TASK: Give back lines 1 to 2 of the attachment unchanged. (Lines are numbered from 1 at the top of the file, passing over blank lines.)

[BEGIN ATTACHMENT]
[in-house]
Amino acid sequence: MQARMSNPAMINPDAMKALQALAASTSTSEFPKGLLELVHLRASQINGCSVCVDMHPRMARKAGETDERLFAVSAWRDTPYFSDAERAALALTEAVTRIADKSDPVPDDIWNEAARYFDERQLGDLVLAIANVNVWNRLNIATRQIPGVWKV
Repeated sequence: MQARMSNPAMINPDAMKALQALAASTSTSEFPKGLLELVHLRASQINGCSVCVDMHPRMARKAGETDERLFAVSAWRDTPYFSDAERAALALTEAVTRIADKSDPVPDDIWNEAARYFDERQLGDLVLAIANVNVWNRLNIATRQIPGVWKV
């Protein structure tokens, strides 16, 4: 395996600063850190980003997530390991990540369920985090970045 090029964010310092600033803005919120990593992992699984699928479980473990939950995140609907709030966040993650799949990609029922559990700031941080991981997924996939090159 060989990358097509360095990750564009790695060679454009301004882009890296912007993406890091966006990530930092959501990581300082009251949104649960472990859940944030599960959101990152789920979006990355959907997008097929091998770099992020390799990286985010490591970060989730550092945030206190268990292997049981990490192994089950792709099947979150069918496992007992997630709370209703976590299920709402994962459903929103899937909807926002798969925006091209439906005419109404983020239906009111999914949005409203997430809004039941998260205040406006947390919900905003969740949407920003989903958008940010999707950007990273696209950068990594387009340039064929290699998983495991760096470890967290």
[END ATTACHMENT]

[in-house]
Amino acid sequence: MQARMSNPAMINPDAMKALQALAASTSTSEFPKGLLELVHLRASQINGCSVCVDMHPRMARKAGETDERLFAVSAWRDTPYFSDAERAALALTEAVTRIADKSDPVPDDIWNEAARYFDERQLGDLVLAIANVNVWNRLNIATRQIPGVWKV